Wedge Tornadoes, Hail, Severe Weather Slamming Central United States, Oklahoma, Kansas

Updated | Severe weather hit the Central Plains on Tuesday and was on track to continue into Wednesday. The weather brought hail, thunderstorms and tornadoes to the area that included Kansas, Nebraska and Oklahoma.

One tornado caught on camera Tuesday in Tescott, Kansas, even turned into a "wedge tornado." This is the term onlookers frequently use to describe a tornado that appears to be wider than it is tall, according to the National Oceanic and Atmospheric Administration (NOAA). While describing a tornado as a "wedge" is fairly common, it really holds no scientific meaning. The width of a tornado is determined by a number of factors like the soil, the size of the storm and more.

There are a few things people in the areas where the storms are most likely can do to prepare. "First, it's critical to have a plan," Bill Bunting, the chief of forecast operations at the NOAA Storm Prediction Center, told Newsweek.

Those who don't yet have plans for where they would go if a tornado or severe weather warning or watch was issued for their area should formulate one. "The safest place to be when a severe storm approaches is in your storm shelter," Bunting said.

Those that don't have a storm shelter should go to the lowest level of the reinforced building they're in and avoid windows and doors. That plan should also include several ways of monitoring watches and warnings. The radio, apps and websites are all good options.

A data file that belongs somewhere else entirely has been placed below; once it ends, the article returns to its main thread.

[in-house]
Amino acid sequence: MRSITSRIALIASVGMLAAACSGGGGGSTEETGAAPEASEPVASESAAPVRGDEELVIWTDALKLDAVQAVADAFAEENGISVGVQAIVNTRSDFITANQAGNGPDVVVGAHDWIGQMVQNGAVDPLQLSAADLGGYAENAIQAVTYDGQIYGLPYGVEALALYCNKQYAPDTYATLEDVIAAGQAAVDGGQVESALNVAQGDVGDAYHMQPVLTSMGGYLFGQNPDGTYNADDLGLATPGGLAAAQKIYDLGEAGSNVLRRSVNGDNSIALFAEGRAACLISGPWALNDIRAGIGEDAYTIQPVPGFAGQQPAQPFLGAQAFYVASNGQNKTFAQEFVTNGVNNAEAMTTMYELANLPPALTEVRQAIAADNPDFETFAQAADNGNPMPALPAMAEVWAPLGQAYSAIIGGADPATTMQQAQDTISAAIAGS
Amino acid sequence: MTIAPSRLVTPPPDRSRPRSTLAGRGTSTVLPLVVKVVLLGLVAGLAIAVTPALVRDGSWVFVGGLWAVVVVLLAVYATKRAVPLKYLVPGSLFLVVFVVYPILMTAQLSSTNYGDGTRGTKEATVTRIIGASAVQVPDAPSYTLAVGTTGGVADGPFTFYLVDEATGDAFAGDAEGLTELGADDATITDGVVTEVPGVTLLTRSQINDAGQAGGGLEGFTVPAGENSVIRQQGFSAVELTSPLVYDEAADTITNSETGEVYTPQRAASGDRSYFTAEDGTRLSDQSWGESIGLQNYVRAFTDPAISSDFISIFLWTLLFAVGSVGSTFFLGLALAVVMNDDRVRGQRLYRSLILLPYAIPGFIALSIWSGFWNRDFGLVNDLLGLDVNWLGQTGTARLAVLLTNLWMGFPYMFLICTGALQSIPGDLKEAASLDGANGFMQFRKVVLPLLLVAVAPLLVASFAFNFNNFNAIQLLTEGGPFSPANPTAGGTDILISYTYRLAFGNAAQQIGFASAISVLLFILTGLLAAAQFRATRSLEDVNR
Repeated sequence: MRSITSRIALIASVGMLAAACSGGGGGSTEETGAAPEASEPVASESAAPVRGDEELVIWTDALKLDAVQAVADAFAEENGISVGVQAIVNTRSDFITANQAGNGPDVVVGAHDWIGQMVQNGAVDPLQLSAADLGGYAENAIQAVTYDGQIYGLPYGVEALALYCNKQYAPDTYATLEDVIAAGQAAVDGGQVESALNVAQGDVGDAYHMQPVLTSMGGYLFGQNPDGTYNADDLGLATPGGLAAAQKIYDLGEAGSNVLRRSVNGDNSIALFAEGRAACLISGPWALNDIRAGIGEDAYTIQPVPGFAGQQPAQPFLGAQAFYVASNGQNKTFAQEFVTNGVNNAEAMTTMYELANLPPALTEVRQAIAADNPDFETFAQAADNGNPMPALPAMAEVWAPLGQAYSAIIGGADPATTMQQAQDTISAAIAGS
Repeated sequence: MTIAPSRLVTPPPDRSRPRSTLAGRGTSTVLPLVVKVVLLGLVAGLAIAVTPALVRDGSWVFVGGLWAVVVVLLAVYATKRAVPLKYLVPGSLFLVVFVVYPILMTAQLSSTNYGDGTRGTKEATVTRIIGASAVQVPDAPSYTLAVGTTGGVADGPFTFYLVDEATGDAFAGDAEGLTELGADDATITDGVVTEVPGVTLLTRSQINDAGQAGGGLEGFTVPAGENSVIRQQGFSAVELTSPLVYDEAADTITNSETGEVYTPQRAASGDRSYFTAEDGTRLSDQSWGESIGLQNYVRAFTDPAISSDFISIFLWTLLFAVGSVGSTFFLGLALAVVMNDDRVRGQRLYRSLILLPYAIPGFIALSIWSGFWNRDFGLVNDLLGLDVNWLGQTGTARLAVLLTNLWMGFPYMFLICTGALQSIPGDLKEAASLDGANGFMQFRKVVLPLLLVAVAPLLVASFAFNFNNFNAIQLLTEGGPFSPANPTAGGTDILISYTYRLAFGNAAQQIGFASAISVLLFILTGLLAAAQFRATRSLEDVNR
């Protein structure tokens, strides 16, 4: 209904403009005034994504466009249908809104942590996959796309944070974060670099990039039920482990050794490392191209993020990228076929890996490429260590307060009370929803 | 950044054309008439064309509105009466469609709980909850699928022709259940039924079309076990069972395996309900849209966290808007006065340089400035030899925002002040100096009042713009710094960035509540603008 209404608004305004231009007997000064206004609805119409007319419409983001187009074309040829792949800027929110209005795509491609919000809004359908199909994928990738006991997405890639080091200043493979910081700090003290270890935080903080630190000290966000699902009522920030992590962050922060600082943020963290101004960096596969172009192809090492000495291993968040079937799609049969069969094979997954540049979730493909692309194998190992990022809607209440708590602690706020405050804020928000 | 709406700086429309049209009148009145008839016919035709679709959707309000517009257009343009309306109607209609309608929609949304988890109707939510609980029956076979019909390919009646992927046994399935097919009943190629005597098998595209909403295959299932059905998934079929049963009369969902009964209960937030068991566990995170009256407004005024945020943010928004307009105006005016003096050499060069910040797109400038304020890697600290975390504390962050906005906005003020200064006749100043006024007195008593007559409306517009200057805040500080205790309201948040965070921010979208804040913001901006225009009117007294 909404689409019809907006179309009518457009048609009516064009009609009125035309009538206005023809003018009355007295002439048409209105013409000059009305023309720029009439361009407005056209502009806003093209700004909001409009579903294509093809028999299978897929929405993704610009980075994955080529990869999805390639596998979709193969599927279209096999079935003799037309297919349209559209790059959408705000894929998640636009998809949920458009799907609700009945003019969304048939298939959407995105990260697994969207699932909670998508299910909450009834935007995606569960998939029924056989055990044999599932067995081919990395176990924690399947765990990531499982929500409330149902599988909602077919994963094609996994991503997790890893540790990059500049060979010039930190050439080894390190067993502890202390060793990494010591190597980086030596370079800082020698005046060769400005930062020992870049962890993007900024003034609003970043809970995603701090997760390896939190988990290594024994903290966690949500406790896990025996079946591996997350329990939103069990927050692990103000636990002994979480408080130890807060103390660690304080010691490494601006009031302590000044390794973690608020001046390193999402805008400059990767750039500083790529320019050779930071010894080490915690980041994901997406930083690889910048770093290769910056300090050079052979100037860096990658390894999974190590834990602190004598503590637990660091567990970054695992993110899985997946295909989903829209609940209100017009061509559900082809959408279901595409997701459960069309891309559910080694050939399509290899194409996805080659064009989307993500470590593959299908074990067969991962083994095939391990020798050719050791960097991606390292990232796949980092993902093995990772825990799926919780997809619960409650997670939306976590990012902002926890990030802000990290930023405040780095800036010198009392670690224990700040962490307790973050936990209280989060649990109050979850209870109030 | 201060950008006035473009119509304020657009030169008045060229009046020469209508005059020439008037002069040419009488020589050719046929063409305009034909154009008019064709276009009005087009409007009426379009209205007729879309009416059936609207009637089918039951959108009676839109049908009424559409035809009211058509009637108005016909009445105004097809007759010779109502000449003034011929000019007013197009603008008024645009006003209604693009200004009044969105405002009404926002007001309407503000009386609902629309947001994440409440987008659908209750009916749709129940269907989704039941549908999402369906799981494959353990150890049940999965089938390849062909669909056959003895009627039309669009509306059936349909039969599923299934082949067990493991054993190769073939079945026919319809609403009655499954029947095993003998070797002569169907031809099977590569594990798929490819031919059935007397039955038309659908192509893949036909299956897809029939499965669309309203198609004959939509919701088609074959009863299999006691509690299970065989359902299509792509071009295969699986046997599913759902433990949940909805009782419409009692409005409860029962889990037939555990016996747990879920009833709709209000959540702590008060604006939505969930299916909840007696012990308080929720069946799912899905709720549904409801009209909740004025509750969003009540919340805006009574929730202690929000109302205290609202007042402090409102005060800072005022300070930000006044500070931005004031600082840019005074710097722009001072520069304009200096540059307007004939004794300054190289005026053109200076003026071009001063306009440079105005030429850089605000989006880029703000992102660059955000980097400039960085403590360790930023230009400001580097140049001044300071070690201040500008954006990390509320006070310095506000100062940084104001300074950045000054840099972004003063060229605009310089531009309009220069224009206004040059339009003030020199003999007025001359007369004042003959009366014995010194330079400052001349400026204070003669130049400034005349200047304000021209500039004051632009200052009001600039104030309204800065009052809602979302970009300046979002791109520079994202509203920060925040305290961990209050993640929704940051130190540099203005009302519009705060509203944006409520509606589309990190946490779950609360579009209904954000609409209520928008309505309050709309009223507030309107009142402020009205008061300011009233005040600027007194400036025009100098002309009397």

The National Weather Service was predicting that Wednesday would also see some thunderstorms. The NWS tweeted that there was a "moderate risk" of severe weather across the Great Plains that included the risk of strong storms that could also bring hail and more tornados. A severe storm typically brings strong winds that can cause significant damage to structures, hail and the chance of tornadoes. "The potential today is certainly as great as yesterday if not, in some locations, greater," Bunting told Newsweek.

Another Moderate Risk of severe weather is expected to impact the Great Plains on Wednesday. Severe thunderstorms with damaging winds and very large hail, as well as a few tornadoes are possible.

— National Weather Service (@NWS) May 2, 2018

That moderate risk was advised for the area covering central Kansas to northwest Montana, according to the Storm Prediction Center. The storms Tuesday brought tornados across the Plains, photos and videos posted to social media show.

A tornado is simply a column of air that grows out of the bottom of a thunderstorm and reaches the ground. Once the funnel, or the column of air, contains condensation or debris picked up along the way, it's easier to see and is what most people picture when they think of a typical tornado.

Tornadoes are most likely to occur during the tornado season that stretches from May to July. The Northern Plains and the upper Midwest area of the country experience tornado season during June and July, while the Southern Plains experience it between May and June usually. However, tornadoes can occur in those regions outside of the season, according to NOAA.

But Tuesday's and Wednesday's storm's weren't the end of the severe weather. "It doesn't end today. We have another round of storms expected tomorrow," Bunting told Newsweek.

This story has been updated to include information from NOAA.

Viewed from the window of a tornado scout vehicle, a supercell thunderstorm develops on May 10, 2017, in Olustee, Oklahoma. Severe weather was slamming the Great Plains Tuesday and Wednesday, bringing hail and tornadoes with it. Drew Angerer/Getty Images